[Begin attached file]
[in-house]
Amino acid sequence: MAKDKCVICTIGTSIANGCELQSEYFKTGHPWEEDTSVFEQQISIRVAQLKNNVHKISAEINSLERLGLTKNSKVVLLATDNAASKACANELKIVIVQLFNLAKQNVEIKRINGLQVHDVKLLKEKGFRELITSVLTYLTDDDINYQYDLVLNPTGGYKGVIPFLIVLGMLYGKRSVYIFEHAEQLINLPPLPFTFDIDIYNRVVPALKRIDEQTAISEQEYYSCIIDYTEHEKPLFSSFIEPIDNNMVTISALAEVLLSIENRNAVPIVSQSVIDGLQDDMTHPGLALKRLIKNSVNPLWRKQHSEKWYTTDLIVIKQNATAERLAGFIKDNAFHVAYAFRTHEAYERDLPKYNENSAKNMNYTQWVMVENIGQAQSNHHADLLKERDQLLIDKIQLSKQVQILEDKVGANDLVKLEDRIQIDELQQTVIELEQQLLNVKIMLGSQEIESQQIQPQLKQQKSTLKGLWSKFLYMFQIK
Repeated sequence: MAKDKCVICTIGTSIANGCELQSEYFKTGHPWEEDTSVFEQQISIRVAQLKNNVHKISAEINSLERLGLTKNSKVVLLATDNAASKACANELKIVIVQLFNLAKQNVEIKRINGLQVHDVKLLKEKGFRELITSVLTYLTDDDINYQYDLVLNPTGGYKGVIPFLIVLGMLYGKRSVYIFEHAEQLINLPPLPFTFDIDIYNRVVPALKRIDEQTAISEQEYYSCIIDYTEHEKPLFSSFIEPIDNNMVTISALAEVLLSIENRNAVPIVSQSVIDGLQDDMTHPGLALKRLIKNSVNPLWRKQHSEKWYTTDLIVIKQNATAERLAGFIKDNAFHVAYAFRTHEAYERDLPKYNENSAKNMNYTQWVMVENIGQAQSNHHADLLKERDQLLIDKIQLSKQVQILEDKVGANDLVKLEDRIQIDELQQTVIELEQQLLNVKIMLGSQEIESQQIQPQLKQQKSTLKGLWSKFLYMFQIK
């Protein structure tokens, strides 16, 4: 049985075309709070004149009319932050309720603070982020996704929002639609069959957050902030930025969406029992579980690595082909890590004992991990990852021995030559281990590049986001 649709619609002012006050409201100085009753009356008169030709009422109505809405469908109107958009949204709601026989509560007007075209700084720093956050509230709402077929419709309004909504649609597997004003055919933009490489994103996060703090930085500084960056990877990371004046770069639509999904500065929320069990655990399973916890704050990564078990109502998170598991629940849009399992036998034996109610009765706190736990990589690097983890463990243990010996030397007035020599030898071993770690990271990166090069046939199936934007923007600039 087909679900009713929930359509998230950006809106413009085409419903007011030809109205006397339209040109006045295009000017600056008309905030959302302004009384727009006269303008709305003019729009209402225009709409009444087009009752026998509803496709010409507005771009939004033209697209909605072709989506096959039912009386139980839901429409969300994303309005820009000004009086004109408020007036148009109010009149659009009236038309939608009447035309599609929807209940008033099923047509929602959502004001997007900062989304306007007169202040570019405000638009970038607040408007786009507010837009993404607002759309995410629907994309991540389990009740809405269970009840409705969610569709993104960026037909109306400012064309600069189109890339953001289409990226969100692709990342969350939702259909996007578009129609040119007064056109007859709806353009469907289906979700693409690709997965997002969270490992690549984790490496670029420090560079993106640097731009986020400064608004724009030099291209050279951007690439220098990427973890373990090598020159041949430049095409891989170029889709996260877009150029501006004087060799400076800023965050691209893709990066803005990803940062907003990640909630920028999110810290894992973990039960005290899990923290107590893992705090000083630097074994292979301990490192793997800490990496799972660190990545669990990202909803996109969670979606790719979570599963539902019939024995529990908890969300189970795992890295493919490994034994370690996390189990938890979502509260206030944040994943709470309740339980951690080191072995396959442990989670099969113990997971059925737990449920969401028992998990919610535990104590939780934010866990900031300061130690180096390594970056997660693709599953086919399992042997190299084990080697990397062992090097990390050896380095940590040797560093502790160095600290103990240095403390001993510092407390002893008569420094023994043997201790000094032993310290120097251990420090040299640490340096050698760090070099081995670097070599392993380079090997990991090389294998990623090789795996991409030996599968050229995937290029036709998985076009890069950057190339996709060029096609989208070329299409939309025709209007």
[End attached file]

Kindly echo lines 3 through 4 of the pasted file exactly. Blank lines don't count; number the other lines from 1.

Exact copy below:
Repeated sequence: MAKDKCVICTIGTSIANGCELQSEYFKTGHPWEEDTSVFEQQISIRVAQLKNNVHKISAEINSLERLGLTKNSKVVLLATDNAASKACANELKIVIVQLFNLAKQNVEIKRINGLQVHDVKLLKEKGFRELITSVLTYLTDDDINYQYDLVLNPTGGYKGVIPFLIVLGMLYGKRSVYIFEHAEQLINLPPLPFTFDIDIYNRVVPALKRIDEQTAISEQEYYSCIIDYTEHEKPLFSSFIEPIDNNMVTISALAEVLLSIENRNAVPIVSQSVIDGLQDDMTHPGLALKRLIKNSVNPLWRKQHSEKWYTTDLIVIKQNATAERLAGFIKDNAFHVAYAFRTHEAYERDLPKYNENSAKNMNYTQWVMVENIGQAQSNHHADLLKERDQLLIDKIQLSKQVQILEDKVGANDLVKLEDRIQIDELQQTVIELEQQLLNVKIMLGSQEIESQQIQPQLKQQKSTLKGLWSKFLYMFQIK
């Protein structure tokens, strides 16, 4: 049985075309709070004149009319932050309720603070982020996704929002639609069959957050902030930025969406029992579980690595082909890590004992991990990852021995030559281990590049986001 649709619609002012006050409201100085009753009356008169030709009422109505809405469908109107958009949204709601026989509560007007075209700084720093956050509230709402077929419709309004909504649609597997004003055919933009490489994103996060703090930085500084960056990877990371004046770069639509999904500065929320069990655990399973916890704050990564078990109502998170598991629940849009399992036998034996109610009765706190736990990589690097983890463990243990010996030397007035020599030898071993770690990271990166090069046939199936934007923007600039 087909679900009713929930359509998230950006809106413009085409419903007011030809109205006397339209040109006045295009000017600056008309905030959302302004009384727009006269303008709305003019729009209402225009709409009444087009009752026998509803496709010409507005771009939004033209697209909605072709989506096959039912009386139980839901429409969300994303309005820009000004009086004109408020007036148009109010009149659009009236038309939608009447035309599609929807209940008033099923047509929602959502004001997007900062989304306007007169202040570019405000638009970038607040408007786009507010837009993404607002759309995410629907994309991540389990009740809405269970009840409705969610569709993104960026037909109306400012064309600069189109890339953001289409990226969100692709990342969350939702259909996007578009129609040119007064056109007859709806353009469907289906979700693409690709997965997002969270490992690549984790490496670029420090560079993106640097731009986020400064608004724009030099291209050279951007690439220098990427973890373990090598020159041949430049095409891989170029889709996260877009150029501006004087060799400076800023965050691209893709990066803005990803940062907003990640909630920028999110810290894992973990039960005290899990923290107590893992705090000083630097074994292979301990490192793997800490990496799972660190990545669990990202909803996109969670979606790719979570599963539902019939024995529990908890969300189970795992890295493919490994034994370690996390189990938890979502509260206030944040994943709470309740339980951690080191072995396959442990989670099969113990997971059925737990449920969401028992998990919610535990104590939780934010866990900031300061130690180096390594970056997660693709599953086919399992042997190299084990080697990397062992090097990390050896380095940590040797560093502790160095600290103990240095403390001993510092407390002893008569420094023994043997201790000094032993310290120097251990420090040299640490340096050698760090070099081995670097070599392993380079090997990991090389294998990623090789795996991409030996599968050229995937290029036709998985076009890069950057190339996709060029096609989208070329299409939309025709209007």